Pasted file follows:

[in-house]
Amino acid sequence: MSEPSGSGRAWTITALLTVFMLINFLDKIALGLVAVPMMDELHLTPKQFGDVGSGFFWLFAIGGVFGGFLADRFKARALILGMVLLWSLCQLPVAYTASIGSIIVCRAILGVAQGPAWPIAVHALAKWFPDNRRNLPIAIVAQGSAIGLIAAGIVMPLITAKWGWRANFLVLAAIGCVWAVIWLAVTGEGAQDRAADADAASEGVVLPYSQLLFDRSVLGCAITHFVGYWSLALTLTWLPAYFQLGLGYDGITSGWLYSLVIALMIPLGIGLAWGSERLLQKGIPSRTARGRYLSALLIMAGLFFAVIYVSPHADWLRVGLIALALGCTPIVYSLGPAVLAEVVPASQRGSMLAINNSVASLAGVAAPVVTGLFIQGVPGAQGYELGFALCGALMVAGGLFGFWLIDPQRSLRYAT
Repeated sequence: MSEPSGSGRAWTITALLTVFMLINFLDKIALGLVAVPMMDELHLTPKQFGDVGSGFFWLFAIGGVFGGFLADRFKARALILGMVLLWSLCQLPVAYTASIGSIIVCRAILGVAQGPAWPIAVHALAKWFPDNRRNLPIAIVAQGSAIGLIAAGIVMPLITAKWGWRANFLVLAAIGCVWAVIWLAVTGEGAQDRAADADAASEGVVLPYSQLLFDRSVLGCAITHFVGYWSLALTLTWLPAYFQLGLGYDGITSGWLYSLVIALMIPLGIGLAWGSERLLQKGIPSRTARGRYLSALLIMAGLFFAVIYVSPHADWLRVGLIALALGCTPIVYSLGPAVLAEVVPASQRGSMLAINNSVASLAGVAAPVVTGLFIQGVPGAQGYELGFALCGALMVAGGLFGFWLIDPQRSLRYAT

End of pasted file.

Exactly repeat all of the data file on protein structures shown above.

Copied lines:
[in-house]
Amino acid sequence: MSEPSGSGRAWTITALLTVFMLINFLDKIALGLVAVPMMDELHLTPKQFGDVGSGFFWLFAIGGVFGGFLADRFKARALILGMVLLWSLCQLPVAYTASIGSIIVCRAILGVAQGPAWPIAVHALAKWFPDNRRNLPIAIVAQGSAIGLIAAGIVMPLITAKWGWRANFLVLAAIGCVWAVIWLAVTGEGAQDRAADADAASEGVVLPYSQLLFDRSVLGCAITHFVGYWSLALTLTWLPAYFQLGLGYDGITSGWLYSLVIALMIPLGIGLAWGSERLLQKGIPSRTARGRYLSALLIMAGLFFAVIYVSPHADWLRVGLIALALGCTPIVYSLGPAVLAEVVPASQRGSMLAINNSVASLAGVAAPVVTGLFIQGVPGAQGYELGFALCGALMVAGGLFGFWLIDPQRSLRYAT
Repeated sequence: MSEPSGSGRAWTITALLTVFMLINFLDKIALGLVAVPMMDELHLTPKQFGDVGSGFFWLFAIGGVFGGFLADRFKARALILGMVLLWSLCQLPVAYTASIGSIIVCRAILGVAQGPAWPIAVHALAKWFPDNRRNLPIAIVAQGSAIGLIAAGIVMPLITAKWGWRANFLVLAAIGCVWAVIWLAVTGEGAQDRAADADAASEGVVLPYSQLLFDRSVLGCAITHFVGYWSLALTLTWLPAYFQLGLGYDGITSGWLYSLVIALMIPLGIGLAWGSERLLQKGIPSRTARGRYLSALLIMAGLFFAVIYVSPHADWLRVGLIALALGCTPIVYSLGPAVLAEVVPASQRGSMLAINNSVASLAGVAAPVVTGLFIQGVPGAQGYELGFALCGALMVAGGLFGFWLIDPQRSLRYAT